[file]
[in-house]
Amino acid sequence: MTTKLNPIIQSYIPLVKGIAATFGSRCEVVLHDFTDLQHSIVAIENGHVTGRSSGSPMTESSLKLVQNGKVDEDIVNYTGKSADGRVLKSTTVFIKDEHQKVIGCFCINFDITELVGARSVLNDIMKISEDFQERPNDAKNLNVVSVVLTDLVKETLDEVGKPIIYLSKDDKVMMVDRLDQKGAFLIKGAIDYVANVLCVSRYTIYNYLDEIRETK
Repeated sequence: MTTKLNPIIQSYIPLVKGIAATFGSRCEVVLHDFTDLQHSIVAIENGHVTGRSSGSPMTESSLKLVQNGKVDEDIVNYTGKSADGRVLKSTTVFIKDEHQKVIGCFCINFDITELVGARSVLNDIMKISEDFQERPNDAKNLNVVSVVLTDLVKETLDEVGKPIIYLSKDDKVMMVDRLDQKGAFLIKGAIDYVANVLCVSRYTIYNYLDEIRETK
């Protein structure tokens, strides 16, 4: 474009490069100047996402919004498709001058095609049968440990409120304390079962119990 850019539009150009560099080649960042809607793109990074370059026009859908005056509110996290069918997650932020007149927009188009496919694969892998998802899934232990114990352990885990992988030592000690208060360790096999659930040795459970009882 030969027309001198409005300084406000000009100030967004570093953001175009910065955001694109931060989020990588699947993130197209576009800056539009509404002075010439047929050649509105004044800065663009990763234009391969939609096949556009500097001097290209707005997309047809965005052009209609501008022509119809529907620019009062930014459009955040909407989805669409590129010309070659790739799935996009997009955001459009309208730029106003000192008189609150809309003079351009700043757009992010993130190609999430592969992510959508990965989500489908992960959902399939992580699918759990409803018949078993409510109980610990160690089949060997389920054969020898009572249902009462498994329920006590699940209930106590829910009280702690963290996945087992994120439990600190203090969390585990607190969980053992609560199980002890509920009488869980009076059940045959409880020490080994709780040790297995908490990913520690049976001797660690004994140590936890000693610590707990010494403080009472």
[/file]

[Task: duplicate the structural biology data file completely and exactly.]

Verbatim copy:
[in-house]
Amino acid sequence: MTTKLNPIIQSYIPLVKGIAATFGSRCEVVLHDFTDLQHSIVAIENGHVTGRSSGSPMTESSLKLVQNGKVDEDIVNYTGKSADGRVLKSTTVFIKDEHQKVIGCFCINFDITELVGARSVLNDIMKISEDFQERPNDAKNLNVVSVVLTDLVKETLDEVGKPIIYLSKDDKVMMVDRLDQKGAFLIKGAIDYVANVLCVSRYTIYNYLDEIRETK
Repeated sequence: MTTKLNPIIQSYIPLVKGIAATFGSRCEVVLHDFTDLQHSIVAIENGHVTGRSSGSPMTESSLKLVQNGKVDEDIVNYTGKSADGRVLKSTTVFIKDEHQKVIGCFCINFDITELVGARSVLNDIMKISEDFQERPNDAKNLNVVSVVLTDLVKETLDEVGKPIIYLSKDDKVMMVDRLDQKGAFLIKGAIDYVANVLCVSRYTIYNYLDEIRETK
């Protein structure tokens, strides 16, 4: 474009490069100047996402919004498709001058095609049968440990409120304390079962119990 850019539009150009560099080649960042809607793109990074370059026009859908005056509110996290069918997650932020007149927009188009496919694969892998998802899934232990114990352990885990992988030592000690208060360790096999659930040795459970009882 030969027309001198409005300084406000000009100030967004570093953001175009910065955001694109931060989020990588699947993130197209576009800056539009509404002075010439047929050649509105004044800065663009990763234009391969939609096949556009500097001097290209707005997309047809965005052009209609501008022509119809529907620019009062930014459009955040909407989805669409590129010309070659790739799935996009997009955001459009309208730029106003000192008189609150809309003079351009700043757009992010993130190609999430592969992510959508990965989500489908992960959902399939992580699918759990409803018949078993409510109980610990160690089949060997389920054969020898009572249902009462498994329920006590699940209930106590829910009280702690963290996945087992994120439990600190203090969390585990607190969980053992609560199980002890509920009488869980009076059940045959409880020490080994709780040790297995908490990913520690049976001797660690004994140590936890000693610590707990010494403080009472």